It is curious to note how some diseases that have been classically related to tobacco smoke exposure have been recently associated with dysbiosis.
Among these illnesses, we can enumerate cardiovascular diseases such as myocardial infarction and myopericarditis, respiratory diseases such as asthma and COPD (chronic obstructive pulmonary disease), neurological diseases such as stroke, Alzheimer’s, and Parkinson’s disease, gastrointestinal diseases such as IBDs (inflammatory bowel diseases), autoimmune illnesses such as rheumatoid arthritis, and also mental issues such as depression, dementia, and autism [4,5,6].
Therefore, the aim of this review of the literature is to understand the relationship between these two topics—smoking and microbiota—since this may allow us to comprehend the pathogenesis of several diseases. Moreover, in the future, this knowledge may be a starting point to prevent and treat them.

2. Materials and Methods

This narrative review includes studies published in English over the last 25 years, on the topics of microbiota and cigarette smoking, focusing on the respiratory and gastrointestinal tracts. We searched on PubMed®, UptoDate®, and Cochrane®. The keywords we searched for were “smoking OR smoke AND microbiota”, in the titles of articles. The inclusion and exclusion criteria are reported in Table 1. After the application of the inclusion and exclusion criteria we were able to select 51 articles. All the articles have been read, and their bibliography has been checked in order to select other works reputed as relevant based on the opinion of the authors. No ethical approval was required to perform this review.

3. Results

We selected 51 articles from the preliminary search. After the reading and reference revision of these articles, we have selected other valuable manuscripts, for a total of 64 papers. We have divided the articles into four sections: oral cavity, airways, gut, and other organs (Table 2).

3.1. Section I—Oral Cavity

The human oral cavity is everything but sterile. It hosts the second most abundant microbiota community of the human body, after the gut [3]. Bacteria, together with viruses and fungi, occupy different ecological niches, such as the teeth, gingival sulcus, tongue, cheeks, hard and soft palates, and tonsils (Table 3).
In 2010, Dewhirst et al. sequenced the human oral microbiome and included the 16S rRNA gene sequences into a curated, phylogeny-based web accessible database, named the Human Oral Microbiome Database (HOMD) [9]. The extended version of the database (eHOMD) reports that there are 774 oral bacterial species: 58% are officially named, 16% unnamed but cultivated, and 26% are known only as uncultivated phylotypes. The eHOMD taxonomy provides a provisional naming scheme for the currently unnamed taxa [10].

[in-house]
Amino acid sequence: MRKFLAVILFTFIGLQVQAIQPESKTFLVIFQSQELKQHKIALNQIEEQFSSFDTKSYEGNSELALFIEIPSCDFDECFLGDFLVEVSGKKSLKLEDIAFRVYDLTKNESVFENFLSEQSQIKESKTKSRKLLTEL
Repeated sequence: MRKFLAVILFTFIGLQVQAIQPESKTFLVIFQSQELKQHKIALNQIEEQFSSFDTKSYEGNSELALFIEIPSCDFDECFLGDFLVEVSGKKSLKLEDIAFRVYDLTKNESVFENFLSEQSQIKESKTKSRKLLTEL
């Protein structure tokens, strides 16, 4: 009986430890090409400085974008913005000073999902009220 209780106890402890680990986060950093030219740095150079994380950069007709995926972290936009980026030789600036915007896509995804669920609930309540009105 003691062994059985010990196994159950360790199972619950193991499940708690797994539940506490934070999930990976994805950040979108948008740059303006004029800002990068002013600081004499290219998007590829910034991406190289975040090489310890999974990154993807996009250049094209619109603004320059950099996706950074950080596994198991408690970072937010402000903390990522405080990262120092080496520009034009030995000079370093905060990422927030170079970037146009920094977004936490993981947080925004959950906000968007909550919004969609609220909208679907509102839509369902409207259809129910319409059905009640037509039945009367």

The identified bacteria belong to 13 phyla: Actinobacteria, Bacteroidetes, Chlamydiae, Chloroflexiare, Euryarchaeota, Firmicutes, Fusobacteria, Proteobacteria, Spirochaetes, SR1, Synergistetes, Tenericutes, and TM7. Approximately 96% of the taxa belongs to six major phyla: Firmicutes, Bacteroidetes, Proteobacteria, Actinobacteria, Spirochaetes, and Fusobacteria [9,10].
Oral dysbiosis may be promoted by many factors, such as host diet and nutrition, genetic predisposition, hormonal factors, antibiotic exposure, alcohol consumption, infections, and tobacco smoke.
It is known that oral dysbiosis is related not only to oral health issues, such as dental caries, periodontal diseases, and tooth loss, but also to systemic diseases, such as cardiovascular disease, diabetes, and even cancer [2].
Regarding the role of the microbiota in oral health, periodontal diseases are among the most studied issues.
Periodontal diseases are multifactorial diseases that arise from the interaction among the subgingival microbiota and environmental risk factors. Among the latter, smoking is a remarkable risk factor for periodontitis progression.
Classically, a triad of bacteria, called “the red complex”, is considered responsible for the pathogenesis of periodontitis: Porphyromonas gingivalis, Tannerella forsythia, and Treponema denticola. In addition to this triad, the “orange complex”, formed by Fusobacterium, Prevotella, and Campylobacter species, is also often associated with periodontitis [11,12]. In light of this, beside works describing the normal oral microbiota composition of healthy, non-smoker individuals [9,10], many authors have reported that, in healthy subjects, smoking affects the composition of the microbiota collected from various sites of the oral cavity, either via depletion of beneficial bacteria or via increase in pathogenic bacteria.